I was in youth group when I first heard that God had an extraordinary plan for my life. This plan would include seeing revival, winning converts, helping the poor, and traveling overseas to preach the gospel, dig wells, and serve orphans. I attended youth conferences like Acquire the Fire where I learned what it meant to be an “on-fire-for-God” Christian, and was then sent out to be—in the words of Delirious?—a “history maker.”
The idea that I had an incredible destiny was only reinforced by my own study of Scripture. When I read the Book of Acts for the first time as a senior in high school, I concluded that the lives and habits of the first Christians were the norm. Like Jesus, they healed the sick, raised the dead, cast out demons, opposed corrupt power structures, and preached to the masses. As Christians, our lives should take on the same quality as Jesus’ right?
Right. But could it be that the Jesus of the Bible, the Jesus of history, is less extraordinary than the Jesus of Christian conferences and our guilty consciences?
About a year ago, in the CT cover story “Here Come the Radicals,” Matthew Lee Anderson explored “radical” Christianity books from David Platt, Francis Chan, Shane Claiborne, and Kyle Idleman. Radicals, he noted, aim to understand what Jesus really meant in his teachings, what “radical abandonment to Jesus really looks like,” and “what it really means to follow Jesus.” For them, the “real” Christian life is radically abnormal.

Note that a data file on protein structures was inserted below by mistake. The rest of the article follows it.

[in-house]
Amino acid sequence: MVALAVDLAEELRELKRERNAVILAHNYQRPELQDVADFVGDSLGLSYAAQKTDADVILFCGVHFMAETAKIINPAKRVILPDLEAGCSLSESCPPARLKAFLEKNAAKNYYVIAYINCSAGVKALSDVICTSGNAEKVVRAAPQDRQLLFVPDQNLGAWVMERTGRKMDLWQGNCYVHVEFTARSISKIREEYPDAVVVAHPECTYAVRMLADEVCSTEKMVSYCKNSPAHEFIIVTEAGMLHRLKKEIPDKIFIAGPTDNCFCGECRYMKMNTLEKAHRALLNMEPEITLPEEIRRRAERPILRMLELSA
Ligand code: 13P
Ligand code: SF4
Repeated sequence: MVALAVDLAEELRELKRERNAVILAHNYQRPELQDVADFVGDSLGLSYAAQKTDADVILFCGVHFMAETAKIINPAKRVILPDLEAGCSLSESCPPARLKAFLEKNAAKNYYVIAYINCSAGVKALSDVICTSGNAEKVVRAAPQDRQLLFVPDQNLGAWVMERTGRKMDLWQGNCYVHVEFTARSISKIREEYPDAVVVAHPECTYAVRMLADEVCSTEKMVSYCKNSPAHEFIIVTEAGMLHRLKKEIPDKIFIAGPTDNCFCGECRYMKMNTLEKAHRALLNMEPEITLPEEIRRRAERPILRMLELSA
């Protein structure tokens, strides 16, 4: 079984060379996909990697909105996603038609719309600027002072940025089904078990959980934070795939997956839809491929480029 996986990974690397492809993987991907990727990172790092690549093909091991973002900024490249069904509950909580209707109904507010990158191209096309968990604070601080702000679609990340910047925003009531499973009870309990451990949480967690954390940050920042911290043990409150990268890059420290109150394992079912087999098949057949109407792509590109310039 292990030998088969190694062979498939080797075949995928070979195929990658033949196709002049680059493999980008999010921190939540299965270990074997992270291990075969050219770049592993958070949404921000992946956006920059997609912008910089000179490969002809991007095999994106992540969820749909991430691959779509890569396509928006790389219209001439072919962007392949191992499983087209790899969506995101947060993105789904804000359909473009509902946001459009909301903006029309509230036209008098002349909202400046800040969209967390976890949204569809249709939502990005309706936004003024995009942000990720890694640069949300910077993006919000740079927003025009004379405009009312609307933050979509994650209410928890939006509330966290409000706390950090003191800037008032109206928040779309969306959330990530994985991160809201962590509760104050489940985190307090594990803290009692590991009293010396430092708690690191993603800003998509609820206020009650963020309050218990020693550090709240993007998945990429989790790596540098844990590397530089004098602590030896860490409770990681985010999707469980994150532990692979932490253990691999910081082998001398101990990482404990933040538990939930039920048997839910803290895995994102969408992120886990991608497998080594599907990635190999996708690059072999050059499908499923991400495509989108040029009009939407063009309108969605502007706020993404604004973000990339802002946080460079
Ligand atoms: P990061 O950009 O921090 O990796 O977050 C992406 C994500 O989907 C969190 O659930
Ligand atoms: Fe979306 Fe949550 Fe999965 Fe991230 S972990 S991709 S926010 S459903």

Right now we’re in the middle of a backlash, with critics asking if radical Christianity is realistic or even sustainable. Instead of Radical, Greater, Weird, and Not a Fan, now we’re getting Boring: Finding an Extraordinary God in an Ordinary Life by Michael Kelley, Ordinary: Sustainable Faith in a Radical, Restless World by Michael Horton, Ordinary: How to Turn the World Upside Down by Tony Merida, and The Making of an Ordinary Saint by Nathan Foster. These books—even when they disagree—all have important and biblical things to say about ethics, discipleship, spiritual growth, mission, and church life. But they generally don’t focus on how the Incarnation determines the nature and trajectory of our lives as Christians.
I’m not talking about “What Would Jesus Do.” The doctrine of union with Christ, a major theme throughout the New Testament, is much deeper. In a nutshell, it tells us that we are one with Christ, like a husband and wife are one flesh. Christ lives in us, and we live in him. What’s ours is his, and what’s his is ours. The Son of God joined himself to humanity so that we might be joined to his divinity. But this doctrine doesn’t simply describe an association; it tells us that we actually participate in Christ’s life. We go where he goes—from the Cross to the grave to new life and the heavenly places. Our lives take on the very quality of his.
So will our lives be extraordinary? Most likely not. Most of his wasn’t.
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SOURCE: Christianity Today
Kevin P. Emmert